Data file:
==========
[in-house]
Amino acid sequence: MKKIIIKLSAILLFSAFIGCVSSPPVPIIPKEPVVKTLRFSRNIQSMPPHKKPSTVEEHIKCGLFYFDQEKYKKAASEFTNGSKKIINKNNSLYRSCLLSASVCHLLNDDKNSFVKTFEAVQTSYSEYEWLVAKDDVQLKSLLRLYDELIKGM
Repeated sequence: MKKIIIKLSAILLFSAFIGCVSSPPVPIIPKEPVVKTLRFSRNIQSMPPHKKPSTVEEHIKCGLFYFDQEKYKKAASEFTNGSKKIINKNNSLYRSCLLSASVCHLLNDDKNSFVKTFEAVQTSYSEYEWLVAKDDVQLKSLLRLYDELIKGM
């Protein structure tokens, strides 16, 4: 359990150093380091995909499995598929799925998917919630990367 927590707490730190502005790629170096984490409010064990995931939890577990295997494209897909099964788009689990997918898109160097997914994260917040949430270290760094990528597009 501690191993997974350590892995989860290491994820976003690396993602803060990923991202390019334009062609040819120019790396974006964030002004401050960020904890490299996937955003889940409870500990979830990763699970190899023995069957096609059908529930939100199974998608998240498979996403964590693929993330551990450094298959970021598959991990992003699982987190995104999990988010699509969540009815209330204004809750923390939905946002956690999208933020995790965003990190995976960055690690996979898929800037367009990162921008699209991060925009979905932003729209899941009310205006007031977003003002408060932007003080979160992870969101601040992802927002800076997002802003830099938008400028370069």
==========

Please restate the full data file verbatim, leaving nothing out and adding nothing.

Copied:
[in-house]
Amino acid sequence: MKKIIIKLSAILLFSAFIGCVSSPPVPIIPKEPVVKTLRFSRNIQSMPPHKKPSTVEEHIKCGLFYFDQEKYKKAASEFTNGSKKIINKNNSLYRSCLLSASVCHLLNDDKNSFVKTFEAVQTSYSEYEWLVAKDDVQLKSLLRLYDELIKGM
Repeated sequence: MKKIIIKLSAILLFSAFIGCVSSPPVPIIPKEPVVKTLRFSRNIQSMPPHKKPSTVEEHIKCGLFYFDQEKYKKAASEFTNGSKKIINKNNSLYRSCLLSASVCHLLNDDKNSFVKTFEAVQTSYSEYEWLVAKDDVQLKSLLRLYDELIKGM
């Protein structure tokens, strides 16, 4: 359990150093380091995909499995598929799925998917919630990367 927590707490730190502005790629170096984490409010064990995931939890577990295997494209897909099964788009689990997918898109160097997914994260917040949430270290760094990528597009 501690191993997974350590892995989860290491994820976003690396993602803060990923991202390019334009062609040819120019790396974006964030002004401050960020904890490299996937955003889940409870500990979830990763699970190899023995069957096609059908529930939100199974998608998240498979996403964590693929993330551990450094298959970021598959991990992003699982987190995104999990988010699509969540009815209330204004809750923390939905946002956690999208933020995790965003990190995976960055690690996979898929800037367009990162921008699209991060925009979905932003729209899941009310205006007031977003003002408060932007003080979160992870969101601040992802927002800076997002802003830099938008400028370069």